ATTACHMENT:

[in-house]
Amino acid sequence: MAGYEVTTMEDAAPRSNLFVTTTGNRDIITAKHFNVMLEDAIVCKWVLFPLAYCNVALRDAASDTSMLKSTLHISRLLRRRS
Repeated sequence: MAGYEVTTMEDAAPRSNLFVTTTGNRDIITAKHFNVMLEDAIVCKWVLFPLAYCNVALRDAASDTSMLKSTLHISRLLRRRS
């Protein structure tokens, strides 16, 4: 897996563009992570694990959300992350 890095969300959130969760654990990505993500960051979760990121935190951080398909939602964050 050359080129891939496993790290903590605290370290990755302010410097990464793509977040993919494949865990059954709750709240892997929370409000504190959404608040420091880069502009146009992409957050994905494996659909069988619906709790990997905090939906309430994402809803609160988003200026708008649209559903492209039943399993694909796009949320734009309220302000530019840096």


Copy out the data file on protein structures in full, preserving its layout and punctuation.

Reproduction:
[in-house]
Amino acid sequence: MAGYEVTTMEDAAPRSNLFVTTTGNRDIITAKHFNVMLEDAIVCKWVLFPLAYCNVALRDAASDTSMLKSTLHISRLLRRRS
Repeated sequence: MAGYEVTTMEDAAPRSNLFVTTTGNRDIITAKHFNVMLEDAIVCKWVLFPLAYCNVALRDAASDTSMLKSTLHISRLLRRRS
């Protein structure tokens, strides 16, 4: 897996563009992570694990959300992350 890095969300959130969760654990990505993500960051979760990121935190951080398909939602964050 050359080129891939496993790290903590605290370290990755302010410097990464793509977040993919494949865990059954709750709240892997929370409000504190959404608040420091880069502009146009992409957050994905494996659909069988619906709790990997905090939906309430994402809803609160988003200026708008649209559903492209039943399993694909796009949320734009309220302000530019840096």